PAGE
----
Fault – How is fault determined in a North Carolina Car Accident:
- Pure Contributory Negligence: Also known as “comparative negligence” or “contributory negligence.”
- North Carolina has adopted “pure contributory negligence” as a measure to determine the recoverable amount of damages an injured person may recover. In North Carolina, if it is determined that the injured person is at fault for any amount of his or her injuries, the injured person may not recover any damages for those injuries.
- For example: Gayle and Margaret are in a car accident and Gayle is injured. It is determined that Gayle is 10% at fault (contributory negligent). Damages for her injuries equal $10,000. Under North Carolina pure contributory negligence, Gayle may not recover any amount of damages for her injuries as a result of her being 10% at fault.
North Carolina Car Insurance Requirements and Limits
- Bodily Injury Liability
- minimum limit is $ 30,000 for one injured person
- minimum limit of $ 60,000 for all persons in an accident
- Property Damage Liability
- minimum limit is $ 25,000
- Underinsured/ Uninsured Motorist Coverage
- minimum limits must be at least equal to your liability limits
- note: for polices dated after February 1, 2010 a person may have minimum limits with lower limits, but not less than the minimum bodily injury and property damage limits required for the person’s car
North Carolina Small Claims Limit:
If a claim for damages in a car accident is $5,000 or less it should be assigned to the small claims court of the appropriate jurisdiction in North Carolina.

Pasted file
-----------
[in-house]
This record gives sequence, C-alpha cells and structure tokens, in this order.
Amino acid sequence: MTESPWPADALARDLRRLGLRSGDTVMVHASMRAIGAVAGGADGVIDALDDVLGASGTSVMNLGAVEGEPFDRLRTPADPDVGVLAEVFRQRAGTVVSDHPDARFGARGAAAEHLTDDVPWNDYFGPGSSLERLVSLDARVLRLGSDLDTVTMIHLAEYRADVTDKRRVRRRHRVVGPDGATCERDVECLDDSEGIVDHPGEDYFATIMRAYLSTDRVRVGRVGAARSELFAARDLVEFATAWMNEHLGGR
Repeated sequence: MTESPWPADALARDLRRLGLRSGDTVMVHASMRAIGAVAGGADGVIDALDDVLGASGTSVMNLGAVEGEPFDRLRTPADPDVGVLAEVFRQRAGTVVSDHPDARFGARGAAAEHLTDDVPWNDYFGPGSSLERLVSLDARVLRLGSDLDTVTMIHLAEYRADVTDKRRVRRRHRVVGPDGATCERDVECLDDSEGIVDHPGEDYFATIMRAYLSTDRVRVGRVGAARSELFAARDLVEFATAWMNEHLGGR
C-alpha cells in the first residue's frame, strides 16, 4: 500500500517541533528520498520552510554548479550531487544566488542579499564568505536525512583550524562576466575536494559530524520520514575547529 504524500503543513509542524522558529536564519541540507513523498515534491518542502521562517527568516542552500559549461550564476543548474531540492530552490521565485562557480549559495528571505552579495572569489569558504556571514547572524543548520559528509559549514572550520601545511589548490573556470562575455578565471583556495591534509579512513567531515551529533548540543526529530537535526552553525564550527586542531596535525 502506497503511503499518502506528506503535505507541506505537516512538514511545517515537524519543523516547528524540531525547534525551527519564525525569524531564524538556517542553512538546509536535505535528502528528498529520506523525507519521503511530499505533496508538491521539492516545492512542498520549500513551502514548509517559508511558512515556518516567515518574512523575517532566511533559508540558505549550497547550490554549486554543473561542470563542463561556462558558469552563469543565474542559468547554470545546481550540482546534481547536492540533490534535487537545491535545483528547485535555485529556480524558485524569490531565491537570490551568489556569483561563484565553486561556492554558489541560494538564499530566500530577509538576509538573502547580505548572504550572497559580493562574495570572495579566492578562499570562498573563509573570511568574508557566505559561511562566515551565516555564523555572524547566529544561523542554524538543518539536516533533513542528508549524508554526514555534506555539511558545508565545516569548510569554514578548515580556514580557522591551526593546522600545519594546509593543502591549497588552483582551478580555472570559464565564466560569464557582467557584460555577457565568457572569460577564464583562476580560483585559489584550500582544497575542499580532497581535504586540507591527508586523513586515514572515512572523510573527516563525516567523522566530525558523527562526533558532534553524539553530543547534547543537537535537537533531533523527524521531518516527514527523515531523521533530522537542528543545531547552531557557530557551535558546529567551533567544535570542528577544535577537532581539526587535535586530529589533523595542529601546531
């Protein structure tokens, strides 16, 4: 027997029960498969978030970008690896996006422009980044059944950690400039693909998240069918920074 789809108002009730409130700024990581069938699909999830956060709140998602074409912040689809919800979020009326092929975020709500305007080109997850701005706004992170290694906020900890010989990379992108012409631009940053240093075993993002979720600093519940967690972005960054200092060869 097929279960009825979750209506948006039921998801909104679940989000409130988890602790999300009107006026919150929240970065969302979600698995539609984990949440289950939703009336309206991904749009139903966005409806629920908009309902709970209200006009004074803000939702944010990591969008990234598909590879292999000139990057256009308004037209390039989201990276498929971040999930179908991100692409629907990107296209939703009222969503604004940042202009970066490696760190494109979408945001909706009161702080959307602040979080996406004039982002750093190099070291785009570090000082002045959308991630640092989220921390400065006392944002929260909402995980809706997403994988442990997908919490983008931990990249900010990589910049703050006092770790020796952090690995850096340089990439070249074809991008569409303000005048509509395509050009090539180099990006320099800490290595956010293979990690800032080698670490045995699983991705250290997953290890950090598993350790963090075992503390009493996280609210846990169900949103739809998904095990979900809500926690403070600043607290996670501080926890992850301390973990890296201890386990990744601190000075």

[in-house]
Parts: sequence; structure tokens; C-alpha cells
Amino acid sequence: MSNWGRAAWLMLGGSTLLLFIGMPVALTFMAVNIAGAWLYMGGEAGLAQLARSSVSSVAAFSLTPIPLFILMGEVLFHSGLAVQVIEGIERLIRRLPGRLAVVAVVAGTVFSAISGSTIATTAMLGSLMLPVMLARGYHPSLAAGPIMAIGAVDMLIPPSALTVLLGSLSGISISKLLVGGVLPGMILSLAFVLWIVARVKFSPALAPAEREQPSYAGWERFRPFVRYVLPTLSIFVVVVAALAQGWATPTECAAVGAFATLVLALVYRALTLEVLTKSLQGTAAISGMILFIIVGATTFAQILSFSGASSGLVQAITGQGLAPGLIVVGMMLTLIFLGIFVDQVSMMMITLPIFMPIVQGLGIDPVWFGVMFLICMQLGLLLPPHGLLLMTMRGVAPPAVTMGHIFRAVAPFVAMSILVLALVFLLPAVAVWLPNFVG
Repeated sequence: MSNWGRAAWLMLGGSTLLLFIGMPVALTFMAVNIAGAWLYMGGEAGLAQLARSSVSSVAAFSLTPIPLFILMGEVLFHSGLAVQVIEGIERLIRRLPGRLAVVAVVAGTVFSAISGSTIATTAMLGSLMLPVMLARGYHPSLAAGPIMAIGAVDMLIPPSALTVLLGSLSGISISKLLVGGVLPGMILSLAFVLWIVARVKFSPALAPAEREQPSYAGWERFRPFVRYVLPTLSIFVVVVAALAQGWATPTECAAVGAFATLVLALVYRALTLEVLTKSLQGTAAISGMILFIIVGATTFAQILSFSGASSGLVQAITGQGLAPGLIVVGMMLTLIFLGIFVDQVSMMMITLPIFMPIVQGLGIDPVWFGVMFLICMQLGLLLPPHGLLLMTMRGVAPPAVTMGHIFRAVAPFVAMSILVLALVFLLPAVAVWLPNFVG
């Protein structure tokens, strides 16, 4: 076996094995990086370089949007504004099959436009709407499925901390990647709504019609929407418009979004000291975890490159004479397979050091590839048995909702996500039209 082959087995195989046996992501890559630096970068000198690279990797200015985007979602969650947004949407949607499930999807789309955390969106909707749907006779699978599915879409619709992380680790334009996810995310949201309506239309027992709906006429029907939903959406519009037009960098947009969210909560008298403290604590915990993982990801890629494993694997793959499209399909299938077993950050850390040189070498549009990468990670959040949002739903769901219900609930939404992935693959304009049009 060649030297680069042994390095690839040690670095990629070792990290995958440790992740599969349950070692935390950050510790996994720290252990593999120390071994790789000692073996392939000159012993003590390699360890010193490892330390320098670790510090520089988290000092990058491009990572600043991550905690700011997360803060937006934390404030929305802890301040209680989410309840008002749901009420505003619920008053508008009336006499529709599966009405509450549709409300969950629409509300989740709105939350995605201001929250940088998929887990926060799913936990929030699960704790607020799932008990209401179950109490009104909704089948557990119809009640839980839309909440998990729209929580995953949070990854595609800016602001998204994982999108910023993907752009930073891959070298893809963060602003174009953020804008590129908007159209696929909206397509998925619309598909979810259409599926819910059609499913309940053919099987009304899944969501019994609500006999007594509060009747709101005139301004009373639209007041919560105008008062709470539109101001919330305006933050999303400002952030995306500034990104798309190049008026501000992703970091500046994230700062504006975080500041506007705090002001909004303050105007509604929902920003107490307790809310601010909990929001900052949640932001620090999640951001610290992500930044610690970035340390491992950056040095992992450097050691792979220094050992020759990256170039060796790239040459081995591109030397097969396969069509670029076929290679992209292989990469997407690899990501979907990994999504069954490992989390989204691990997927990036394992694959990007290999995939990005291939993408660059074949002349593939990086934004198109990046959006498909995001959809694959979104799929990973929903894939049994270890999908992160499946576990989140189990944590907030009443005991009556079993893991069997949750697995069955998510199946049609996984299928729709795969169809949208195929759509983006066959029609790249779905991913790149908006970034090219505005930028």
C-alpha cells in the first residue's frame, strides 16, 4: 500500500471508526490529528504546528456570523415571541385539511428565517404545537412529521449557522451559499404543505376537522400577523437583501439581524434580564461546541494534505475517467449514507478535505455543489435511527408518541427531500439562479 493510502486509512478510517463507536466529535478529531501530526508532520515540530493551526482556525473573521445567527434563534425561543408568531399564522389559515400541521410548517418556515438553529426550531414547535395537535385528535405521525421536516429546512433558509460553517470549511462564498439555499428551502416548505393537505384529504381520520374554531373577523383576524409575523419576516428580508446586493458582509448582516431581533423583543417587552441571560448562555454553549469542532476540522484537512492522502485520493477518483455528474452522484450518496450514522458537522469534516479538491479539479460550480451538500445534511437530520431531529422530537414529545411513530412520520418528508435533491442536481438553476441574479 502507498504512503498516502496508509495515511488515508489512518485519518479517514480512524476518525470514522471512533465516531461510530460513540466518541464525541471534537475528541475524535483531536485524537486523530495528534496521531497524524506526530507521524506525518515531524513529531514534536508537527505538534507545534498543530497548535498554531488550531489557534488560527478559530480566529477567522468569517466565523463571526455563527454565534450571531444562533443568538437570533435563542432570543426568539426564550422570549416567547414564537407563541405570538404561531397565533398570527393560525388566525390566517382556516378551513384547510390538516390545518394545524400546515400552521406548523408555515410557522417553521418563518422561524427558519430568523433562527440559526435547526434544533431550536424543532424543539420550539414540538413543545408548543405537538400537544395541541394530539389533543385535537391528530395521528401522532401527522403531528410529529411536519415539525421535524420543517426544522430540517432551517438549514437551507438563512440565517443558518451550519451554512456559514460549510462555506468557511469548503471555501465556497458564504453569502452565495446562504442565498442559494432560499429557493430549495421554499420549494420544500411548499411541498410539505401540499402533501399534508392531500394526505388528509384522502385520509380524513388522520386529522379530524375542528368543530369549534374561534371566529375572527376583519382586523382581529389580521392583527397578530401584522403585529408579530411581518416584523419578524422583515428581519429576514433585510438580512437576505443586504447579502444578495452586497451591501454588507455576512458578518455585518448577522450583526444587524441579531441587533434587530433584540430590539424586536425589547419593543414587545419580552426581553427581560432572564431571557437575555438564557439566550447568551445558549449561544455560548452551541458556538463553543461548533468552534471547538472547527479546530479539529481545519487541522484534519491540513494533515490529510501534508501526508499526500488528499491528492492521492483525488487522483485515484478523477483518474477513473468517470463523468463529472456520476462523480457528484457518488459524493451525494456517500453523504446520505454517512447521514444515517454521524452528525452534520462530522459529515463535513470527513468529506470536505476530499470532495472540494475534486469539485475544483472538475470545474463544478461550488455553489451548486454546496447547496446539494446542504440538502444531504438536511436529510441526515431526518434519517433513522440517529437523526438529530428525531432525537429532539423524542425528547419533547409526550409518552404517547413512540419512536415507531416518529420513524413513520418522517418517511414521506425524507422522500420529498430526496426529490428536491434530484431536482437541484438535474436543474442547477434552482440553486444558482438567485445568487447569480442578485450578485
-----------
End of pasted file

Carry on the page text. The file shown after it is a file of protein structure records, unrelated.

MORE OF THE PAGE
North Carolina Personal Injury Statue of Limitations:
In North Carolina, a person should bring a personal injury claim within three (3) years of the accident or within one (1) year for libel and slander, and two (2) years for wrongful death. Title 1, Section 1-52, 1-54.
North Carolina Statues Online: North Carolina Codes Online.
- North Carolina Accident and Personal Injury Laws:
- Statue of Limitations for Personal Injury
- North Carolina General Statutes, Title 1, § 1-52, 1-54.
- Insurance Requirements:
- North Carolina Motor Vehicle General Statutes, 20-279.21(b)(3) and (b)(4)
- Small Claims Limits
- North Carolina General Statutes, Art. 19, § 7A‑210
- Claims Against Public Entities
- North Carolina State Tort Claims Act, G.S. 143-300.1
North Carolina Car Accidents Reports
- Police Reports
- Car accident reports investigated by all of North Carolina’s law enforcement agencies are forwarded to the North Carolina Division of Motor Vehicles. To obtain a certified copy of a police report, you will need to pay a fee of $5.00 and either call (919) 861-3098, make a request in person, or make a request in writing by filling out Form TR-67A to sending it to the Traffic Records Section of North Carolina Division of Motor Vehicles.
- DMV Reports
- For car accidents in North Carolina, if any person is killed or injured or the total damage to vehicle and other property appears to amount to $1,000 or more, you are required by law to make an immediate report to the nearest law enforcement officer or agency of any crash. In certain cases, the law also requires the driver of a car involved in a reportable crash to provide proof of liability insurance on forms provided by the Division of Motor Vehicles (DMV).
Most auto insurance companies require prompt reporting of a car accident from their policy holders. If your insurance company is not notified within a VERY short timeframe, your insurance company may deny you of coverage for your car accident. Check with your insurance policy for notice requirements.